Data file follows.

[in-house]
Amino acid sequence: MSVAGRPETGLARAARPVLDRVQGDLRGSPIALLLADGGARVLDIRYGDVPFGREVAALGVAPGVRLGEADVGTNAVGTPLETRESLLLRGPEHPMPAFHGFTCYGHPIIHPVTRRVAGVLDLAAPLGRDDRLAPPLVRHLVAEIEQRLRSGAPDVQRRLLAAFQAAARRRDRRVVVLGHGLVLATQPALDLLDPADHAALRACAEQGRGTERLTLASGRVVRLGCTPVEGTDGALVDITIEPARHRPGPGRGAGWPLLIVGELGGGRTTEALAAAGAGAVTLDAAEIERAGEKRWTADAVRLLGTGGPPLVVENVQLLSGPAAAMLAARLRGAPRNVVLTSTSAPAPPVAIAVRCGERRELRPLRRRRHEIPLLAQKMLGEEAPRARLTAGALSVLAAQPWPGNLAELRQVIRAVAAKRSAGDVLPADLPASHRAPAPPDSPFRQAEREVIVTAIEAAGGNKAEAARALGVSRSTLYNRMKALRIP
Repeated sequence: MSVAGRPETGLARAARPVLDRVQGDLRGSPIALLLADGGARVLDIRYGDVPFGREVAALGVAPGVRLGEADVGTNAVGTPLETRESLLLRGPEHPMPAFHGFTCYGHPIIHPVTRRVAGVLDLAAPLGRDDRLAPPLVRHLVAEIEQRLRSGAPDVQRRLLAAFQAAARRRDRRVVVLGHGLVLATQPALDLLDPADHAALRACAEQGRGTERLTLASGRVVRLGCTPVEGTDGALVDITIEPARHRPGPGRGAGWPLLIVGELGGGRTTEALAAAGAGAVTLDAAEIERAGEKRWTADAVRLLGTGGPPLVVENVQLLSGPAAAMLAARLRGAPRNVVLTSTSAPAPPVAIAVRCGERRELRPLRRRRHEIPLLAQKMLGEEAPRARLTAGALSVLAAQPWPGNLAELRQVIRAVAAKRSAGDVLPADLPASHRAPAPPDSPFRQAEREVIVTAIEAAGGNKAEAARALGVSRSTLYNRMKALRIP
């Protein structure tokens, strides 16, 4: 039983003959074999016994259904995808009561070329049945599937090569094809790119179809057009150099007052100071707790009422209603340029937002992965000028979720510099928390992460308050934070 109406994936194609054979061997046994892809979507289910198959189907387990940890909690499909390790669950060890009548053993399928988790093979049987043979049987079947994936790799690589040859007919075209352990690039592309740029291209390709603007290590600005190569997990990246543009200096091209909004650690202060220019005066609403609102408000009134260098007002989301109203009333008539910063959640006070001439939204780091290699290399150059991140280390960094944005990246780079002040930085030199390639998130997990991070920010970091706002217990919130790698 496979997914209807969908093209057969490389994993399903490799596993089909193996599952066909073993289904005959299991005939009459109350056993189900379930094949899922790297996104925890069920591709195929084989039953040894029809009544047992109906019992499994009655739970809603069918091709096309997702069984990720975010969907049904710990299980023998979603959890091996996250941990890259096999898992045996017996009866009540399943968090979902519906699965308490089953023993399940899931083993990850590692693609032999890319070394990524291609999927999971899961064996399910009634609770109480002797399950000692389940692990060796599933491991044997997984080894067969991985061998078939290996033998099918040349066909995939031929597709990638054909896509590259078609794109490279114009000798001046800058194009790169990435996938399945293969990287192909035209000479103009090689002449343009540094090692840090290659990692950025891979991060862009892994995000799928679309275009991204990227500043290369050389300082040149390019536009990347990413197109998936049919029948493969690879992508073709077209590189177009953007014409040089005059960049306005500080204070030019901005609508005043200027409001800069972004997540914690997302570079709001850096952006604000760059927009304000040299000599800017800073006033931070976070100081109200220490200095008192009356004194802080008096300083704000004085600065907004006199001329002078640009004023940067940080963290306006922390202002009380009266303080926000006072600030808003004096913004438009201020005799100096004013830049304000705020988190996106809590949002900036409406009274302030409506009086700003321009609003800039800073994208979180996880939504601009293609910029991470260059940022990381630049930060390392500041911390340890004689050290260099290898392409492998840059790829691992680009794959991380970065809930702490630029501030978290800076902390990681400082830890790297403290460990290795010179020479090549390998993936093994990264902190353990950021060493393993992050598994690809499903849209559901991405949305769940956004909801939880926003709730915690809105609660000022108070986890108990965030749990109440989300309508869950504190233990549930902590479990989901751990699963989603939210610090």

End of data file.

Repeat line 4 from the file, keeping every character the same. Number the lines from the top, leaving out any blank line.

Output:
């Protein structure tokens, strides 16, 4: 039983003959074999016994259904995808009561070329049945599937090569094809790119179809057009150099007052100071707790009422209603340029937002992965000028979720510099928390992460308050934070 109406994936194609054979061997046994892809979507289910198959189907387990940890909690499909390790669950060890009548053993399928988790093979049987043979049987079947994936790799690589040859007919075209352990690039592309740029291209390709603007290590600005190569997990990246543009200096091209909004650690202060220019005066609403609102408000009134260098007002989301109203009333008539910063959640006070001439939204780091290699290399150059991140280390960094944005990246780079002040930085030199390639998130997990991070920010970091706002217990919130790698 496979997914209807969908093209057969490389994993399903490799596993089909193996599952066909073993289904005959299991005939009459109350056993189900379930094949899922790297996104925890069920591709195929084989039953040894029809009544047992109906019992499994009655739970809603069918091709096309997702069984990720975010969907049904710990299980023998979603959890091996996250941990890259096999898992045996017996009866009540399943968090979902519906699965308490089953023993399940899931083993990850590692693609032999890319070394990524291609999927999971899961064996399910009634609770109480002797399950000692389940692990060796599933491991044997997984080894067969991985061998078939290996033998099918040349066909995939031929597709990638054909896509590259078609794109490279114009000798001046800058194009790169990435996938399945293969990287192909035209000479103009090689002449343009540094090692840090290659990692950025891979991060862009892994995000799928679309275009991204990227500043290369050389300082040149390019536009990347990413197109998936049919029948493969690879992508073709077209590189177009953007014409040089005059960049306005500080204070030019901005609508005043200027409001800069972004997540914690997302570079709001850096952006604000760059927009304000040299000599800017800073006033931070976070100081109200220490200095008192009356004194802080008096300083704000004085600065907004006199001329002078640009004023940067940080963290306006922390202002009380009266303080926000006072600030808003004096913004438009201020005799100096004013830049304000705020988190996106809590949002900036409406009274302030409506009086700003321009609003800039800073994208979180996880939504601009293609910029991470260059940022990381630049930060390392500041911390340890004689050290260099290898392409492998840059790829691992680009794959991380970065809930702490630029501030978290800076902390990681400082830890790297403290460990290795010179020479090549390998993936093994990264902190353990950021060493393993992050598994690809499903849209559901991405949305769940956004909801939880926003709730915690809105609660000022108070986890108990965030749990109440989300309508869950504190233990549930902590479990989901751990699963989603939210610090």